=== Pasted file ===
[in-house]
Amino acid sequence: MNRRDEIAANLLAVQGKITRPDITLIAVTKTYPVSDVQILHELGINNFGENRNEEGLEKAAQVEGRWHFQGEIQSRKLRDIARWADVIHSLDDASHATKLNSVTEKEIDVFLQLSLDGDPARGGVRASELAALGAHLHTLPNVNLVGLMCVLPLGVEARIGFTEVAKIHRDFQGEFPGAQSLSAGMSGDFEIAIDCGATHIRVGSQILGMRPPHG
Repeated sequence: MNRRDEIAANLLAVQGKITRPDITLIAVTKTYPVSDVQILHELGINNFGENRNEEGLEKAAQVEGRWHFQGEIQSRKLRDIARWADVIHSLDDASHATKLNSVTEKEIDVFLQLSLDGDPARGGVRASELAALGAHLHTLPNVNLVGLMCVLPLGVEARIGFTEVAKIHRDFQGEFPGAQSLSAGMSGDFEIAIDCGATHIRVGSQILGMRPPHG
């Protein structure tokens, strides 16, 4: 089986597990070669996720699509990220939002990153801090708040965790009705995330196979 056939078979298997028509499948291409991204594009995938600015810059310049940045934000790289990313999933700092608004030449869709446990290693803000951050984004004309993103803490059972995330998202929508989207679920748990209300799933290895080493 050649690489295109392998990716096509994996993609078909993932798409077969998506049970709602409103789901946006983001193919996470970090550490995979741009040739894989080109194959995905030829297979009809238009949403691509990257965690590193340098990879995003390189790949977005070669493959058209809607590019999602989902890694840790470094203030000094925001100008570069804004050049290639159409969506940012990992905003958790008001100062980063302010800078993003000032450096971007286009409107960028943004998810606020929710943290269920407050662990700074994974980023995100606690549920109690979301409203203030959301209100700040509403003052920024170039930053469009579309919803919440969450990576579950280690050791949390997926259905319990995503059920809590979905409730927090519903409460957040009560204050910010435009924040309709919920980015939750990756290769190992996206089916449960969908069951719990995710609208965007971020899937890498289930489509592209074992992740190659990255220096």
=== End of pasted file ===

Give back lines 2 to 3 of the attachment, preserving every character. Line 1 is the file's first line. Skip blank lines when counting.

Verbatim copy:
Amino acid sequence: MNRRDEIAANLLAVQGKITRPDITLIAVTKTYPVSDVQILHELGINNFGENRNEEGLEKAAQVEGRWHFQGEIQSRKLRDIARWADVIHSLDDASHATKLNSVTEKEIDVFLQLSLDGDPARGGVRASELAALGAHLHTLPNVNLVGLMCVLPLGVEARIGFTEVAKIHRDFQGEFPGAQSLSAGMSGDFEIAIDCGATHIRVGSQILGMRPPHG
Repeated sequence: MNRRDEIAANLLAVQGKITRPDITLIAVTKTYPVSDVQILHELGINNFGENRNEEGLEKAAQVEGRWHFQGEIQSRKLRDIARWADVIHSLDDASHATKLNSVTEKEIDVFLQLSLDGDPARGGVRASELAALGAHLHTLPNVNLVGLMCVLPLGVEARIGFTEVAKIHRDFQGEFPGAQSLSAGMSGDFEIAIDCGATHIRVGSQILGMRPPHG